Published by Johns Hopkins Medicine
Odd rashes, suspicious crusting and bumps that crop up from out of the blue are all common afflictions of newborn skin that rarely portend something ominous and are easy to treat. Yet, they have scared many first-time parents into calling their pediatrician after hours or rushing to the emergency room.
“Neonatal rashes tend to develop suddenly and have a dramatic appearance that can easily frighten a rookie parent, but luckily most of these are completely benign,” says Johns Hopkins Children’s Center dermatologist Kate Püttgen, M.D. Offering her dual expertise as a mom and pediatric dermatologist, Püttgen discusses newborn skin care and the most common skin problems in newborns.
What is it? Neonatal dandruff, also known as seborrheic dermatitis, is extremely common but the cause isn’t fully known. It tends to occur in areas rich in oil glands in the first three months of life.
How to treat? Most cases of cradle cap require nothing more than gentle washing and observation and clear up on its own. Petroleum jelly or olive oil can help relieve some of the crusting.
When to call the pediatrician? If crusting persists or gets worse over time, your pediatrician may prescribe an antifungal cream or shampoo.
What is it? Skin irritation marked by red inflamed patches or bumps on baby’s buttocks and genital area. Fungal infections can cause diaper rash . Another common cause is skin inflammation caused by exposure to stool and urine. Harsh soaps, sweat, moisture or diapers that are too tight can also cause a rash or worsen an existing rash.
How to prevent and treat? Change diapers often and as soon as the baby urinates or has a bowel movement. Wash your hands before and after you do so. Always dry baby’s skin thoroughly. Applying petroleum jelly or zinc oxide-based cream with each diaper change can be helpful. Never use talcum powder. Avoid perfumed baby wipes or wipes that contain alcohol. Keep the diapers loose. An antifungal or mild corticosteroid cream used for short periods can speed up healing.
When to call the pediatrician? If the rash doesn’t get better within a few days, spreads further, becomes oozy or if your baby develops fever — a sign of infection — it’s time to see a doctor. A fungal infection should be suspected in all babies taking antibiotics, which can disrupt the balance between good and bad bacteria and cause yeast overgrowth.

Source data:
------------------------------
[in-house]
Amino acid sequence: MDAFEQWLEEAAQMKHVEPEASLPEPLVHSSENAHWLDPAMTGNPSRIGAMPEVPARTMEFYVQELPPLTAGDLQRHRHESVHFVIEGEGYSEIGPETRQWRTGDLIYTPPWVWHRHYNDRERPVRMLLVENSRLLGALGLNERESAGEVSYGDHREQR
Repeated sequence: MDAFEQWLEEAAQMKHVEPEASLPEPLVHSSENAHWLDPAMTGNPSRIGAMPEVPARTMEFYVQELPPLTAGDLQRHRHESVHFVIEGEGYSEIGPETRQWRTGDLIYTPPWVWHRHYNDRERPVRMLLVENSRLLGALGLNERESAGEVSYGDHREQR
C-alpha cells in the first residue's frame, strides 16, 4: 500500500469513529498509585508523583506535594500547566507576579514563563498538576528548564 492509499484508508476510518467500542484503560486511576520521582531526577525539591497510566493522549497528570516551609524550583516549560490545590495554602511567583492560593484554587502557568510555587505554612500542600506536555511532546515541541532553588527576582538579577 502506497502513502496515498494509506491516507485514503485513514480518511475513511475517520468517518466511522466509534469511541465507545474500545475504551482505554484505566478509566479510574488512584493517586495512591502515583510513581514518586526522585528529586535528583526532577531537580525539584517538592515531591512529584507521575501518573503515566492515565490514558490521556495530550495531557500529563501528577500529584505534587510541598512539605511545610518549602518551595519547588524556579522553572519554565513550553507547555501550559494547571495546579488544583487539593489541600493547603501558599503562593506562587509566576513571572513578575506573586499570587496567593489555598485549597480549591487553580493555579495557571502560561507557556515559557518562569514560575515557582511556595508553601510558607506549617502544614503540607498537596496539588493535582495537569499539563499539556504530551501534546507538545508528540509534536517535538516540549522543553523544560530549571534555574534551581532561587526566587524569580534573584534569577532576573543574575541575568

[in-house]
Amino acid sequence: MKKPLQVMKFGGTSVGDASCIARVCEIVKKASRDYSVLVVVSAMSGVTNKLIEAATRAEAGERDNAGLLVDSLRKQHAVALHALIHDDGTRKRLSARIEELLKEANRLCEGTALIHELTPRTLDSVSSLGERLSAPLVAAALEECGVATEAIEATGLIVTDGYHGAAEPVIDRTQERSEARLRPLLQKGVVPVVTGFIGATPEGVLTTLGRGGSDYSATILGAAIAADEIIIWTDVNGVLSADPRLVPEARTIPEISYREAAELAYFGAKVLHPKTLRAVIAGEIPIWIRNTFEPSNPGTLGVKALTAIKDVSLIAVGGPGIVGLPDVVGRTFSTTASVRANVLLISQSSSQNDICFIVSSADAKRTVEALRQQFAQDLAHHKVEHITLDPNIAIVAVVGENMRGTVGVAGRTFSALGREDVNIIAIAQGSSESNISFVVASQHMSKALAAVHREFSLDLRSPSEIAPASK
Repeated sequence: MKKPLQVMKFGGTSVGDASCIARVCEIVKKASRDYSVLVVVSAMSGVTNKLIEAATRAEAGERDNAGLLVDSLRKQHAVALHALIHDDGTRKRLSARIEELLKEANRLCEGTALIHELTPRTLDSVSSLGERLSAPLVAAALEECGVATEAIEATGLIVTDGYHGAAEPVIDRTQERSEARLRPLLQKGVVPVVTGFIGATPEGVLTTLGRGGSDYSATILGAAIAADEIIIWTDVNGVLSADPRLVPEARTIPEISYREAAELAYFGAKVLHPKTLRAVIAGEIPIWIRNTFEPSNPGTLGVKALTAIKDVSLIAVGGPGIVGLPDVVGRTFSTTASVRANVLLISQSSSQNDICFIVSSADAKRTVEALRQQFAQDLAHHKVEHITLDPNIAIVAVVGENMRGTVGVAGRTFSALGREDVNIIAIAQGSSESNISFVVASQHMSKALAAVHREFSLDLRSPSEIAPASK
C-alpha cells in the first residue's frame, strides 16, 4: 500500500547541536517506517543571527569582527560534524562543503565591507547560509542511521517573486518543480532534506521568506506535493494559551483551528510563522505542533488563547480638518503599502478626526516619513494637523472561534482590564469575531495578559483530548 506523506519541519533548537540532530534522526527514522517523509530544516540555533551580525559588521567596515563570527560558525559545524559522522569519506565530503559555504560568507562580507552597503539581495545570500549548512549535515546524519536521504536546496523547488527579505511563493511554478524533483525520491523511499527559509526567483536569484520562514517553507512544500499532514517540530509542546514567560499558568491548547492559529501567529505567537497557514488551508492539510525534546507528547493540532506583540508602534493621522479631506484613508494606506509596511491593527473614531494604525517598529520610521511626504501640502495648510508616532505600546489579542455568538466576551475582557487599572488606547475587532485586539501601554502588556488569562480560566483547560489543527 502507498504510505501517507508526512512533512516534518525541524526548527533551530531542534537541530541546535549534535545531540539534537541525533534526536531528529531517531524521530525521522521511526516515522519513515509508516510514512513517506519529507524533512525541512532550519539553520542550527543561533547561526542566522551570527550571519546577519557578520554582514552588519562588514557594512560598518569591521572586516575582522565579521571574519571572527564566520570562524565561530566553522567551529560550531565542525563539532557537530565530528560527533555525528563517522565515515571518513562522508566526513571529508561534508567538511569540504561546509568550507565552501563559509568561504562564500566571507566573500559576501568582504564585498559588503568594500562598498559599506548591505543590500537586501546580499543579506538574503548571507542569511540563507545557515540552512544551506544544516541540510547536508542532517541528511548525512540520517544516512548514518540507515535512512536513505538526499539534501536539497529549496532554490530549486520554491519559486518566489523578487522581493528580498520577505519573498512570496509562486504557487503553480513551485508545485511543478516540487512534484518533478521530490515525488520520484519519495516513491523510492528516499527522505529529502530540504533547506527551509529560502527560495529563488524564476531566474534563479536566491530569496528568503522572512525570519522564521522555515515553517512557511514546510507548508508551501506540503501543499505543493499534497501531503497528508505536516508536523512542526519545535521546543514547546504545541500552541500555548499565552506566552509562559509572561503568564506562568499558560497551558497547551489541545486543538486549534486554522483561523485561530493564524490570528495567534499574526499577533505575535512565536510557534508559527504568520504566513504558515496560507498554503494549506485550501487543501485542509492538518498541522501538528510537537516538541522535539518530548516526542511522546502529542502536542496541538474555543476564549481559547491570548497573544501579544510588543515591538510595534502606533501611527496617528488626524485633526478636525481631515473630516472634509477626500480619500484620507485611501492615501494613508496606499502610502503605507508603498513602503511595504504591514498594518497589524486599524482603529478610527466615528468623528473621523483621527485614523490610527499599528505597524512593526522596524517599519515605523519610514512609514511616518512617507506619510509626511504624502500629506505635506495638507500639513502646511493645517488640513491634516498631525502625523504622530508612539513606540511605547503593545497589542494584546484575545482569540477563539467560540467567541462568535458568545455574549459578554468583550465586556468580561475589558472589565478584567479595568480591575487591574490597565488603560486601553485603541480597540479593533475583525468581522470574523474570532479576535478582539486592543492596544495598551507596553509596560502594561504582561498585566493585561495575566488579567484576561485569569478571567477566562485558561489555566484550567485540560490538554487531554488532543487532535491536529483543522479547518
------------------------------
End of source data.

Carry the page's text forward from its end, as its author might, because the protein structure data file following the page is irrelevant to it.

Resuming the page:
What is it? A benign condition that affects the majority of newborns in the first days and weeks of life. Hallmark signs of the condition are yellowish papules surrounded by red skin on the face and trunk, upper arms and thighs.
How to treat? Typically no treatment is needed. The rash will clear up on its own within a few weeks.
When to call the pediatrician? If your baby has signs of erythema toxicum, an exam can confirm the diagnosis and provide reassurance.
The basic rules of neonatal skincare, Püttgen says, are “less is more” and “bland and simple.”
Less is more Babies don’t need an elaborate skin care regimen and barely any products. Keep bathing to a minimum to avoid stripping the skin of its protective natural oils. A bath twice or three times a week is sufficient.
Bland and simple Baby skin is highly absorbent so it’s critical to use fragrance-free, hypo-allergenic products. Avoid perfumes and dyes, which can seriously irritate newborn skin.
Extra-fragile preemie skin warrants special attention. Premature skin does not hold moisture well, which makes it thinner, drier and breakage-prone, Püttgen says. She recommends applying petroleum jelly daily to lock in moisture and strengthen the skin’s barrier function.
Sun protection Sun protection is another topic that causes a lot of confusion, Püttgen says. “Parents know that sun protection is critical, yet many are hesitant to use sunscreens,” she says.
Avoiding sun exposure is the best protection, Püttgen says. Use physical barriers like clothing, hats and stroller covers anytime you take baby outside. Sunscreens, though generally harmless, should be avoided when possible because the Food and Drug Administration has not studied their safety in infants under 6 months of age.
If sun exposure cannot be avoided, opt for fragrance-free, hypo-allergenic sunscreens that list zinc oxide and/or titanium dioxide as active ingredients. Known as physical sunscreens, these two ingredients block UV rays. By contrast, chemical sunscreens with active ingredients like octylcrylene, avobenzone, octinoxate, mexoryl and octisalate, tend to absorb and “disarm” UV rays before they can damage the skin.